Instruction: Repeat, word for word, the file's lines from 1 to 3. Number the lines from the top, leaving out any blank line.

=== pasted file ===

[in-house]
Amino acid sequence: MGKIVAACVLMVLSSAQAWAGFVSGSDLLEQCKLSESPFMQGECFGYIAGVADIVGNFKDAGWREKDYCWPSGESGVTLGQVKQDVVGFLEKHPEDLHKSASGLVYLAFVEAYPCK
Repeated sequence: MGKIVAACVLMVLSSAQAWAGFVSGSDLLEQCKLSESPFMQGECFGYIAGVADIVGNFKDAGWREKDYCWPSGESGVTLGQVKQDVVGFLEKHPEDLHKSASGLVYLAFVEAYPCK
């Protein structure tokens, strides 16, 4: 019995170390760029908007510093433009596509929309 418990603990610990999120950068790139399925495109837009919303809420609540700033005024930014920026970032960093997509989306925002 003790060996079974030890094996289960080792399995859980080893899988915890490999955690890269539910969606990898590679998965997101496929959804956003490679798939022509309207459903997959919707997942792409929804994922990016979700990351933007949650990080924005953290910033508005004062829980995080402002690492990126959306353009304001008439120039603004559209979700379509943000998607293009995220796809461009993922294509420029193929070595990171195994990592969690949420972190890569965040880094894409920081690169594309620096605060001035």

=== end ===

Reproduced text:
[in-house]
Amino acid sequence: MGKIVAACVLMVLSSAQAWAGFVSGSDLLEQCKLSESPFMQGECFGYIAGVADIVGNFKDAGWREKDYCWPSGESGVTLGQVKQDVVGFLEKHPEDLHKSASGLVYLAFVEAYPCK
Repeated sequence: MGKIVAACVLMVLSSAQAWAGFVSGSDLLEQCKLSESPFMQGECFGYIAGVADIVGNFKDAGWREKDYCWPSGESGVTLGQVKQDVVGFLEKHPEDLHKSASGLVYLAFVEAYPCK